- The Baiona fire, in the municipality of Odemira, whose burned area was more than 7,500 ha, also considerably affected the municipalities of Aljezur (1,635.85 ha) and Monchique (363.59 ha), which represents 26.5 % of the total area burned in this large fire.
- Analysis, by level of commitment, of the comparison between the year 2022 and the year 2023, in terms of number of fires and burned area:
- Of the 269 fires, 259 were controlled in the initial attack (ATI), before reaching 90 minutes of fire, counting from the time of the alert. Only 10 fires were not extinguished in the initial phase, even though they benefited from a muscular ATI. The burned area that resulted from these fires represents 95.5% of the total area burned in fires started in the region.
- The municipalities of Loulé (62), Albufeira (33) and Silves (31) had the highest number of fires. However, in either case, the fires are mostly small in size (do not exceed 1 hectare of burned area). The most affected municipality, in terms of the burned area, is Aljezur with 1,924 hectares (1635.85 ha resulting from the Odemira fire), followed by Monchique with 412 hectares (363.59 ha resulting from the Odemira fire) and Castro Marim with 331 hectares.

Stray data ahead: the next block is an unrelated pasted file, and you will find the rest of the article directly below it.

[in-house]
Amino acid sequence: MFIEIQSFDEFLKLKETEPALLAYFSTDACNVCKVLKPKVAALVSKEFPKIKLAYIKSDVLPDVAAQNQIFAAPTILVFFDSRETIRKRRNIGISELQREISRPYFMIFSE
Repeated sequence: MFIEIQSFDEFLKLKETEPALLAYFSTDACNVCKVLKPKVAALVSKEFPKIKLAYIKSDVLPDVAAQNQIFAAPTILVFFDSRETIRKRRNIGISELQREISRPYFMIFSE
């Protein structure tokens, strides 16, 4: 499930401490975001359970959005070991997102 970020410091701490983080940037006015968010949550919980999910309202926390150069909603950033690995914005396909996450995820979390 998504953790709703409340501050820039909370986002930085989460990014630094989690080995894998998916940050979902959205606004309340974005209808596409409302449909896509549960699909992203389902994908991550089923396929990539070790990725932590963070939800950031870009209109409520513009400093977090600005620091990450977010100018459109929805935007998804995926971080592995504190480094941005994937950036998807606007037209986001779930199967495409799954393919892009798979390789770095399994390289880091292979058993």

- In 2023, fires with a burned area of less than 1 hectare were the most frequent, representing 94% of total rural fires. There were only 3 fires with a burned area exceeding 100 hectares. No fire was recorded, starting in the region, whose burned area exceeded 350 ha.
- Saturday is the day of the week with the highest number of fires recorded (45).
- 16% of fires had a starting time of 2 pm. It should be noted that 15% of fires occurred at night, that is, between 9 pm and 6 am.
- Of the total of 269 rural fires that occurred in the Region until October 31, all were investigated and the cause investigation process has been completed. The investigation allowed the attribution of a cause for 161 fires, the most frequent causes being the use of fire, accidents and arson.
- Heavy machinery was used in 11 fires, with 41 MRs being mobilized to fight fires. There were 449 hours of work (the equivalent of 18 days of operation).
- ATI air assets were committed to 264 missions. Of these, 53 missions involved intervention, which resulted in 43 fires being controlled outside the theater of operations (TO), representing an effectiveness rate of 81.1% in this dimension of the device.
- As performance indicators, the operational objectives established by National Operational Directive (DON) no. 2 – DECIR were observed, with the Region recording average media dispatch times of 50 seconds, a value that reflects the effectiveness of this process, well below the maximum time of 2 minutes provided for the entire continental territory.
- 20. The first land resources to arrive at the TO took, on average, 11 minutes and 42 seconds, well below the 20 minutes foreseen in DON no. 2 – DECIR. Regarding the arrival time of air resources from ATI to TO, the average was 8 minutes. The average fire resolution time was 34 minutes and 52 seconds, and the operating concept envisages putting out fires in their initial phase, up to 90 minutes after the alert.